Water Damage Loss Control in Care Facilities

Water influx can damage the electrical systems and structural elements of a building and ruin expensive finishes and furnishings. Residual moisture, if not immediately addressed, may encourage the rapid growth of mould inside walls and subfloors and pose a serious health risk. Recovery after a water-loss can be an overwhelming task for both property managers and residents. In addition to the cost of repairs, there is sometimes the necessity of displacing residents and disturbing their sense of comfort and security.

In multi-storey Retirement Homes and Independent Living Facilities, severe losses may be caused by something as simple as an unattended running faucet or a leaking bathroom fixture. Without timely detection, minor incidents can quickly escalate into major problems with water from a single source flowing into adjacent units and common areas. Fortunately, there are a variety of loss mitigation techniques that can assist in the early detection, and prevention, of losses like these.

There are three distinct approaches which can vary greatly in effectiveness, cost, and practicality: passive leak detection, active leak detection, and structural solutions. Ultimately, property owners and administrators should assess the specific needs of their residents in order to determine an appropriate solution.

Passive leak detection

Passive leak-detection devices, which are similar to standard smoke detectors, are typically the most cost-effective option. They are usually battery operated and are intended to emit an audible warning when their sensors come into contact with water. Placed on floors or at the rim of a sink or bathtub, they can warn residents of a potential overflow. Because of their cost-effectiveness, ease of installation, and low maintenance requirements, passive devices can be an attractive option for large retirement facilities. However, they are a limited solution since they are only effective when combined with human intervention.

Active leak detection

Active leak-detection devices provide an added layer of security by bypassing the need for a human response. When their sensors are triggered by a leak, these devices will often emit an audible tone, similar to passive devices, while simultaneously triggering an automated shutoff valve connected to the water supply. Many types can also be connected to either a local or monitored alarm system. For this reason, active devices can be used in occupied units but can also be effective when a unit or building is unoccupied. These systems are characteristically more expensive than their passive counterparts and usually require installation by a certified plumber. They are ideal for seasonally occupied dwellings and in circumstances where unit occupants may not be easily alerted by, or able to respond to the warnings emitted by passive devices.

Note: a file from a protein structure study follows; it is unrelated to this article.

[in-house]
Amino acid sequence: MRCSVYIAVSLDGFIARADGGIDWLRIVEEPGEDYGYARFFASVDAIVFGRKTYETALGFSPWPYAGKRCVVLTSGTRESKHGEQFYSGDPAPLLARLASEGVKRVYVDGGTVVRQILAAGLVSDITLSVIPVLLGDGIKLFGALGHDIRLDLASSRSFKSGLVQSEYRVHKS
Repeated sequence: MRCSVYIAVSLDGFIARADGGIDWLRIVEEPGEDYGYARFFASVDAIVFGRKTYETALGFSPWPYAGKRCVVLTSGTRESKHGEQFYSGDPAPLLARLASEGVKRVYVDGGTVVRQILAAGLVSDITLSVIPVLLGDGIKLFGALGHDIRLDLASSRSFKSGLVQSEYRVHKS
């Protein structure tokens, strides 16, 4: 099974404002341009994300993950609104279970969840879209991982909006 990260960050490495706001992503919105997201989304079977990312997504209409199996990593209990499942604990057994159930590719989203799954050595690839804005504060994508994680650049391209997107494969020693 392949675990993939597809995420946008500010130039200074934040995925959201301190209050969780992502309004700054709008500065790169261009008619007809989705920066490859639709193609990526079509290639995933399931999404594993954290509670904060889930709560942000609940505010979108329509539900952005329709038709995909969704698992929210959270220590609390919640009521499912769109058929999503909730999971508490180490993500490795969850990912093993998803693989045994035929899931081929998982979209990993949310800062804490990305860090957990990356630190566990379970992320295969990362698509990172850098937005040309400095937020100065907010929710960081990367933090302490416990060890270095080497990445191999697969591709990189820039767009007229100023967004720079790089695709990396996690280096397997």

Structural Solutions

While there are devices on the market that can be effectively retrofitted, water-loss mitigation features should ideally be contemplated during the design and construction phase of the facility. There are several structural solutions that move beyond detection to make individual units and common areas more resistant to water influx.

  • Placing floor drains in kitchen and bathroom areas can help minimize damage and divert the flow of water away from places that are prone to flooding.
  • Adequately-sized backflow apertures can carry water away from bathtubs and sinks and motion activated faucets can prevent overfilling while also conserving water.

Some of these features would be impractical and costly to install once a building has been fully constructed. Nevertheless, facility owners and operators should consider structural water-loss solutions, for potential integration during new construction phases and building renovations.

Conclusion

Although water influx can be devastating, it is often entirely preventable. Facility operators can guard against the damage and displacement caused by a serious water damage loss by undertaking documented regular inspections and by being cognizant of some of the loss control options available. By doing so, care-givers can extend their residents a maximum amount of independence and self determination while ensuring their safety and security.

This advice or information is provided in good faith and is based upon our understanding of current law and practice. Neither Ecclesiastical Insurance Office plc nor its subsidiaries accepts any liability whatsoever for any errors or omissions which may result in injury, loss or damage, including consequential or financial loss. It is the responsibility of the Insured or any other person to ensure that they comply with their statutory obligations and any interpretation or implementation of the above is at the sole discretion of the Insured or other party who may read these notes.


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